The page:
Friday, March 18, 2005

Resolving Environmentalism's Contradictions
After a week on the west coast, Nicholas Kristof's interesting New York Times op-ed on the demise of traditional environmentalism really resonated with me. He cites the argument of a widely discussed recent article on "The Death of Environmentalism" that suggests its traditional approach must give way to something entirely new, if it is to survive and be effective. Although Shellenberger's and Nordhaus's concerns revolve around overcoming the challenges posed by climate change, I have a different take on the problem. How can environmentalism succeed without reconciling itself with the aspirations of billions in the developed and developing world for a better material existence?

Perhaps this is an obvious concern for someone with my background. I spent more than 20 years working for a major, international oil company, Texaco, and yet I always considered myself an environmentalist--as did many of my colleagues. But while much of the formal "Environmental Movement" has set itself in opposition to development, or has at least been perceived as doing so, many practical environmentalists have focused their efforts on reducing the environmental impact of inevitable--and generally beneficial--economic development.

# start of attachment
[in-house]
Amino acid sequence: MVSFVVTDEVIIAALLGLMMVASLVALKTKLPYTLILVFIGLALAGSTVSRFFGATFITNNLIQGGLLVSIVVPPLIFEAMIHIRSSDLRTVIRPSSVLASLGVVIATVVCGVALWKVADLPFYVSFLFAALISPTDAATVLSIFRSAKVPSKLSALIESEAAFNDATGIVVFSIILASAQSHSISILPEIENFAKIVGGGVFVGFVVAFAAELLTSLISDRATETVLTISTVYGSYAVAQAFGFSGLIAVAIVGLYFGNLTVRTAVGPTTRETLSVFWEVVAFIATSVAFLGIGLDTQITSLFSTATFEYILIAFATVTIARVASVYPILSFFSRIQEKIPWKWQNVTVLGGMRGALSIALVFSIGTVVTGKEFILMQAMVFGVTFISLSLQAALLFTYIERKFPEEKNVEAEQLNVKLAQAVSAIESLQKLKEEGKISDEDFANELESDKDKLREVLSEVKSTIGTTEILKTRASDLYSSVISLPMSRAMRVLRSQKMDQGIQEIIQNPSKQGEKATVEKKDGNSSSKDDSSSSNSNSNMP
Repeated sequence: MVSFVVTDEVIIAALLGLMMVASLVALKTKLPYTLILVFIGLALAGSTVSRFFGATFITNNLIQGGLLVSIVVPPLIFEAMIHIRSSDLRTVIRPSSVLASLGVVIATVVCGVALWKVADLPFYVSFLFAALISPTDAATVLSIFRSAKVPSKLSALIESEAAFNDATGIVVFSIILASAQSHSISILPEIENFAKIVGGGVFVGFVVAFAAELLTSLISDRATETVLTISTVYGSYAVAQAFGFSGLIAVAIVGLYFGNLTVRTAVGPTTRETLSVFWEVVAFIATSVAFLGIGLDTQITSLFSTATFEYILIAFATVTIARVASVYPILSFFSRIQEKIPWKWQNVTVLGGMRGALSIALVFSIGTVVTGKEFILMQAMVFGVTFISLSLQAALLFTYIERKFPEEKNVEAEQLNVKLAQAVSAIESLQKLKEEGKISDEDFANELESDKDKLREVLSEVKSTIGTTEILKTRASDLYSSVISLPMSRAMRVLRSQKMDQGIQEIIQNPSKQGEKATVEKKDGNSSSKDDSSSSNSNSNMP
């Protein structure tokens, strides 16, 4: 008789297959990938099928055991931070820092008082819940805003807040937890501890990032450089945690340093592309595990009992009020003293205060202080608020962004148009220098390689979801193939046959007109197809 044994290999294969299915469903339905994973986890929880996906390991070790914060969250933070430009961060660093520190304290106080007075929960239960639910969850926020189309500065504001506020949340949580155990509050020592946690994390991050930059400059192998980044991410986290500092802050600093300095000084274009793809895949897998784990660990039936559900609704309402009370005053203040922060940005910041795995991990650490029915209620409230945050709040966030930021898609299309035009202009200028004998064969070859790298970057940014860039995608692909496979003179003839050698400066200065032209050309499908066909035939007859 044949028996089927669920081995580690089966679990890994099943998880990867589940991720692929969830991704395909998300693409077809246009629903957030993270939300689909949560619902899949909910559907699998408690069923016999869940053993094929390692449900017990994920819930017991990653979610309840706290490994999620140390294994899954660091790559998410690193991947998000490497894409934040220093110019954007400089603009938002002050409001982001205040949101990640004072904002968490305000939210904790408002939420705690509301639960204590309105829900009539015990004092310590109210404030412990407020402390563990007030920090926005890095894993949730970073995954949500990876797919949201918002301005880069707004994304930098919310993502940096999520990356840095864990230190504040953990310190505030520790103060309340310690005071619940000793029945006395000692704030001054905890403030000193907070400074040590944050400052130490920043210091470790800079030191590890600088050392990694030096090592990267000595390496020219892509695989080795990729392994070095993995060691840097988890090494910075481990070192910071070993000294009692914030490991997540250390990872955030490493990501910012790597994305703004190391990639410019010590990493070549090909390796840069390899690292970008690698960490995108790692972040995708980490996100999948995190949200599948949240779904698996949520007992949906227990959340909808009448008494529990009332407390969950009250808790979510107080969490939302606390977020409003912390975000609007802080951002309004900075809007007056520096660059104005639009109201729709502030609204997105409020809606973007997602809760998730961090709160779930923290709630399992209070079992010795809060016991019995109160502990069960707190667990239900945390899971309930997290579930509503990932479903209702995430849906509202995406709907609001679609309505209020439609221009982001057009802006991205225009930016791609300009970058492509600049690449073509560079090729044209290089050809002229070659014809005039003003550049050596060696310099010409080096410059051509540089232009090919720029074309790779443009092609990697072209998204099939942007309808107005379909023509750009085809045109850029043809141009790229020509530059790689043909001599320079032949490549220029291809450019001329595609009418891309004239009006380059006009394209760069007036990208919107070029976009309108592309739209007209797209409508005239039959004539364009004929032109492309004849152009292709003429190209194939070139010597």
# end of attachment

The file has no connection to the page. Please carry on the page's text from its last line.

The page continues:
So while Messrs. Shellenberger and Nordhaus worry about how the world can prevent climate change, I worry just as much about how we can help China and India achieve something close to a Western level of development without wrecking the planet in numerous ways. Just as their growing economic mass is altering the orbits of other economies, their appetites and emissions are starting to influence the global environment.

Dealing with this problem in a positive way has the potential to create new markets, along with new perspectives, that can benefit the developed world, too. The ugly alternative is to consign these countries to some kind of Rousseau-esque happy primitivism, along with Africa and the rest of the developing world. That would be unconscionable and about as effective as King Canute's desire to hold back the tide.

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